Review: Io Sono Shokuhin, Buenos Aires

Buenos Aires is one of the best cities in the world for dining experiences, with perfect steak, a huge Italian culture meaning fabulous pizza, and tons of amazing restaurants and dinner shows that make for a really cool experience. Our best meal there – possibly our best meal of the Io Sono Shokuhin whole trip – was also one of the most exciting, from closed-door restaurant Io Sono Shokuhin in the fancy Palermo district. Just finding the restaurant was an adventure; the renovated old townhouse had no name outside, so we had to ring the bell to be let in. As a closed door restaurant, reservations are a must, which gives the experience a really private, exclusive feel.

The restaurant itself is on the top floor of the building, where we also saw the We Are Tango show on the Saturday night, run by the same company. It’s a quiet, intimate restaurant with a gorgeous, modern design. The colour scheme of clean whites, black wood furnishings and red trimmings is fabulously simple but really rich, while the small size of the dining room really adds to the feeling of being inside an exclusive club.

Our host and waiter, Ignacio, was absolutely fantastic and is one of the reasons we enjoyed the experience so much. Super attentive, he looked afIo Sono Shokuhin ter our every need and was really sweet and friendly, too. Besides information about the food and the wines, he was happy to chat to us between courses and was constantly making sure everything was ok; asking us to tell him if anything was wrong with the food and joking that he likes the excuse to “bust the chef’s balls”.

An Italian-Japanese fusion, Io Sono Shokuhin seems like a pretty strange option for Argentina, but as I mentioned before, Buenos Aires has a really big Italian culture from the years of European immigration after it’s founding. The gap between Italian and Japanese dining may be pretty big, but the fusion is all about bringing together elements that at first glance sound incompatible: Io Sono Shokuhin quote the Japanese proverb undei no sa, meaning the difference between clouds and mud.

Perfectly blending flavours and textures from both cultures, the Io Sono Shokuhin chef has created a six course meal which is truly fantastic. We started with a fresh caprese salad with age dofu (hot tofu) in a lemoIo Sono Shokuhin - satayngrass sauce. The light, clean flavours were a fabulous way to start a meal, paving the way for the next dish of sweet, sticky chicken spiedini satay; tiny skewers with chicken and cherry tomatoes in a peanut sauce, these were absolutely fabulous and I could have eaten dozens of them. Everything was presented with elegance and style, and the food was exquisitely beautiful.

All the courses were matched with the perfect wine by the chef, with all wines sourced from Argentina. With the first two courses, we had a Chardonnay from the wine-region of MenIo Sono Shokuhin - salmon teriyakidoza, where we’d just come from. The second two courses were served with a rich and delicious-smelling Malbec, from Winery Azul in Mendoza, which complemented the heavier main dishes perfectly. The first of these was my favourite of the whole meal: a divine, perfectly cooked salmon teriyaki served on a bed of penne rigate, a wonderful fusion of Italy and Japan. Next up was ivoltini di lomo, a meltingly tender beef fillet served in a slightly spicy mushroom sauce that was gorgeous with the Malbec.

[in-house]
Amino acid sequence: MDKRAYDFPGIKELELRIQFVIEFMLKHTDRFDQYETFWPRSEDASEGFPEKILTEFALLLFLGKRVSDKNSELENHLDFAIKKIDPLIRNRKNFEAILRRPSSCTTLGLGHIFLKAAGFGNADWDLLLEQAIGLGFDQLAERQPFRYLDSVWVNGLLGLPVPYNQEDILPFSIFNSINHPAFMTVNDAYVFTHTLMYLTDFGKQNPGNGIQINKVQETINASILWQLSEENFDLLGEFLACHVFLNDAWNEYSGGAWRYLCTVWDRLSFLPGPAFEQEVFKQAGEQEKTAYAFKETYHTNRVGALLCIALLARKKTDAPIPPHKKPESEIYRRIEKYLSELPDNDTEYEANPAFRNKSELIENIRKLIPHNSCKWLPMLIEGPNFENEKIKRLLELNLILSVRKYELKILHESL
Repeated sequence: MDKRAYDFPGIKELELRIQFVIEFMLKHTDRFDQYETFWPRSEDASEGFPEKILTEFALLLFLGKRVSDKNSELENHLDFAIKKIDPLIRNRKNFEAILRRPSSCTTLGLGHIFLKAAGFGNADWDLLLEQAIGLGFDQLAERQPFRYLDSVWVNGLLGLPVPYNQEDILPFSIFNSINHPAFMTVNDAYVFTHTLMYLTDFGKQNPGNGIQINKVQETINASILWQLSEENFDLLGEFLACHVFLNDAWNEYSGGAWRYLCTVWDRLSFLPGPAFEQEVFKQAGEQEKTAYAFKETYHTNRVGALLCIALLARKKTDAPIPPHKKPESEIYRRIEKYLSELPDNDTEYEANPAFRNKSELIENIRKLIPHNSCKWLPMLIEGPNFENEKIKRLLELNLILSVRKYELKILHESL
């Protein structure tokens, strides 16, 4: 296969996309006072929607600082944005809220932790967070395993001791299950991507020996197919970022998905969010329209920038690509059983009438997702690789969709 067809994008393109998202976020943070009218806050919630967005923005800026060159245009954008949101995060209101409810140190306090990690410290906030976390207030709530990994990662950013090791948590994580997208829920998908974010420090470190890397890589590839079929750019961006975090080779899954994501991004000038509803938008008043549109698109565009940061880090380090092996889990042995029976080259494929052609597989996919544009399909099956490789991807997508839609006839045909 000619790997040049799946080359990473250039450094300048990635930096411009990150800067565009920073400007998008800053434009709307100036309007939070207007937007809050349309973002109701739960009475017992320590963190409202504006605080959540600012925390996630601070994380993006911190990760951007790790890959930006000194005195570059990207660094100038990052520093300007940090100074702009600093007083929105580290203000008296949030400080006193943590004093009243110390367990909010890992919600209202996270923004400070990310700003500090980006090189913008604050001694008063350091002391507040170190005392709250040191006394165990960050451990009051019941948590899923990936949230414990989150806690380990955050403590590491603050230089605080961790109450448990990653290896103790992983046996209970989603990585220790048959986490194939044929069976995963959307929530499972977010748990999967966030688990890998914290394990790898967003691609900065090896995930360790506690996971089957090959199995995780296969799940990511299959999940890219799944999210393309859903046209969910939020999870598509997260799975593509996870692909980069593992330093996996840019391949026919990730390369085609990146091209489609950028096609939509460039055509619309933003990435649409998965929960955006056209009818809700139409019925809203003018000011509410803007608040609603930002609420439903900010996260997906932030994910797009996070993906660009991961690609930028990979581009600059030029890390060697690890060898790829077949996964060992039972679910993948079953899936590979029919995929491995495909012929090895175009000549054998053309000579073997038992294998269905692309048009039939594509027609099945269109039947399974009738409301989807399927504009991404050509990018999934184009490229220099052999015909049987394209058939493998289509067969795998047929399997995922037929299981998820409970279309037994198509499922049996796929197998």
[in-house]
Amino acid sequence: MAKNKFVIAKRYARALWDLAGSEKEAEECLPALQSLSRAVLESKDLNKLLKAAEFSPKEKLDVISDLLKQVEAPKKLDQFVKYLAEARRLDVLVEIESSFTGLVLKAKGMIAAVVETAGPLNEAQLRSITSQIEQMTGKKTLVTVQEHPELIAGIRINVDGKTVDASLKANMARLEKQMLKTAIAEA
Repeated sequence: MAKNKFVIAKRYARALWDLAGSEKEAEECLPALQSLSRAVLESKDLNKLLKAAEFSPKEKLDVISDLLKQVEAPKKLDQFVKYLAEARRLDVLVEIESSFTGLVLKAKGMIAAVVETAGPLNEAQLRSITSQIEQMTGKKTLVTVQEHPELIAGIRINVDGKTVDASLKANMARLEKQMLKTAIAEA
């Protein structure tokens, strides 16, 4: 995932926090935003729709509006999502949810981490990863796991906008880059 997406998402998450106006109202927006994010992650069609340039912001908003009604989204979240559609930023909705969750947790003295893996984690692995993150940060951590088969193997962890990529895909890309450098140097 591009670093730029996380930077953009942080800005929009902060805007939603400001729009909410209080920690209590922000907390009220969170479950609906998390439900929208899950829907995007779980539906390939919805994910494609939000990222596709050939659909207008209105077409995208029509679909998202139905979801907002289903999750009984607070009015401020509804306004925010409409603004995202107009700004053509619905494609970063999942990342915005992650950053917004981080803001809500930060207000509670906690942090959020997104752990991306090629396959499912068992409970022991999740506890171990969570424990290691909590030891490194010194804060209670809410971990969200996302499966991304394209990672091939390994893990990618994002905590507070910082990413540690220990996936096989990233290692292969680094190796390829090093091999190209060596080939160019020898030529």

The fish course, a spicy sea food curry with buttery-soft calamari, prawns and richly flavourIo Sono Shokuhin - sea food curryed rice, was served with a Torrontes, which Ignacio called the only true Argentine wine as it is made from the Torrontes grape which only grows in Argentina. Fresh and aromatic, it went perfectly with the light curry.

Dessert was something truly unique and very Japanese; banana tempura with green tea ice cream. This last part was particularly surprising, although it tasted almost exactly like green tea, it was super sweet and absolutely delicious, not at all how I would have expected. A sweet dessert wine to go with the final course topped off the meal perfectly, and left us feeling truly satisfied.

From start to finish, the closed-door Japanese-Italian fusion experience at Io Sono Shokuhin was absolutely fantastic: delicious food, excellent Argentine wines, and wonderful service in a truly gorgeous Io Sono Shokuhin - ivoltini di lomosetting. If you’re in the Buenos Aires and looking for a classy but exciting dining experience, I strongly recommend this amazing restaurant.

Information

Io Sono Shokuhin is currently open on Thursdays at 10PM, Fridays at 8 PM and 10 PM, and Saturdays at 10 PM. Booking is required; so make your reservation here.

Throughout their launching month, the Io Sono Shokuhin experience has a promotional price of $30 USD, so book now. Normal price is $60 USD.

NB – my phone battery died, leaving me with no pictures of the meal or restaurant – but I can vouch that the ones I’ve used from the Io Sono Shokuhin restaurant are accurate – the food really is that good!

Want to know more about travelling in Argentina? Check out the Argentina section on my sister site, Backpack South America. 

About Emily Luxton

An award-winning writer and travel blogger on a mission to explore the world through deeper, more intelligent travel. Seeking out adventure, cultural exchanges, food experiences and more as she attempts to get to know the world. Lover of the great outdoors, sunsets, good food, and the odd bit of luxury!

3 Comments

  1. Pingback: South American Adventure – Timeline and Index | emilyluxton

  2. This looks simply divine! Banana tempura and green tea ice cream sounds amazing!

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